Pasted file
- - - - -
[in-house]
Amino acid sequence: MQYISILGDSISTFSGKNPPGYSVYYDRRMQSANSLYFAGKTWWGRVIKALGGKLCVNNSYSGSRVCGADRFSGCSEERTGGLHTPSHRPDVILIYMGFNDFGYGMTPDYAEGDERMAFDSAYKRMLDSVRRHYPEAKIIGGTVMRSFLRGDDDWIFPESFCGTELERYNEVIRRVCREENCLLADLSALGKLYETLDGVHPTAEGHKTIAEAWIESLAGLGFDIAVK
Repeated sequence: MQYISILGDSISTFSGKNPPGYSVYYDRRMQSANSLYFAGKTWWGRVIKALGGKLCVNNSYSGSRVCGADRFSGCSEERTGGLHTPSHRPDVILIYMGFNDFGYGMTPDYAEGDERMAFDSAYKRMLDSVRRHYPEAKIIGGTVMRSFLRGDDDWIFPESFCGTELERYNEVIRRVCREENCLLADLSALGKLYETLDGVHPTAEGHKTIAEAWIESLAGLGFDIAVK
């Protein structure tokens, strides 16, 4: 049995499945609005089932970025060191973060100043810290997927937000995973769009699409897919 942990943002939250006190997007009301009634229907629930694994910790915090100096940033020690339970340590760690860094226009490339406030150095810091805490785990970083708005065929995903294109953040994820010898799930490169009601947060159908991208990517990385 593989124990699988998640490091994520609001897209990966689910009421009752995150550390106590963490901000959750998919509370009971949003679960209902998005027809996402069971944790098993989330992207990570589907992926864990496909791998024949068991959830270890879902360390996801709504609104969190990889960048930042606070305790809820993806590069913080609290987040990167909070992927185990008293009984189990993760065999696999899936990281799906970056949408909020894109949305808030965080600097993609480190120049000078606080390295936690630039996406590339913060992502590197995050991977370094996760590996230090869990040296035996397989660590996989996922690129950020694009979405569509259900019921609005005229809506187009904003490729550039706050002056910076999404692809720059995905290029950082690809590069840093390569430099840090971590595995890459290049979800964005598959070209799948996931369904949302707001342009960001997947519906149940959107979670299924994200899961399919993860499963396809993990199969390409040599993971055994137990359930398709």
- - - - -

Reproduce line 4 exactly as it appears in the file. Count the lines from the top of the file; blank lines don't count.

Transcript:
């Protein structure tokens, strides 16, 4: 049995499945609005089932970025060191973060100043810290997927937000995973769009699409897919 942990943002939250006190997007009301009634229907629930694994910790915090100096940033020690339970340590760690860094226009490339406030150095810091805490785990970083708005065929995903294109953040994820010898799930490169009601947060159908991208990517990385 593989124990699988998640490091994520609001897209990966689910009421009752995150550390106590963490901000959750998919509370009971949003679960209902998005027809996402069971944790098993989330992207990570589907992926864990496909791998024949068991959830270890879902360390996801709504609104969190990889960048930042606070305790809820993806590069913080609290987040990167909070992927185990008293009984189990993760065999696999899936990281799906970056949408909020894109949305808030965080600097993609480190120049000078606080390295936690630039996406590339913060992502590197995050991977370094996760590996230090869990040296035996397989660590996989996922690129950020694009979405569509259900019921609005005229809506187009904003490729550039706050002056910076999404692809720059995905290029950082690809590069840093390569430099840090971590595995890459290049979800964005598959070209799948996931369904949302707001342009960001997947519906149940959107979670299924994200899961399919993860499963396809993990199969390409040599993971055994137990359930398709």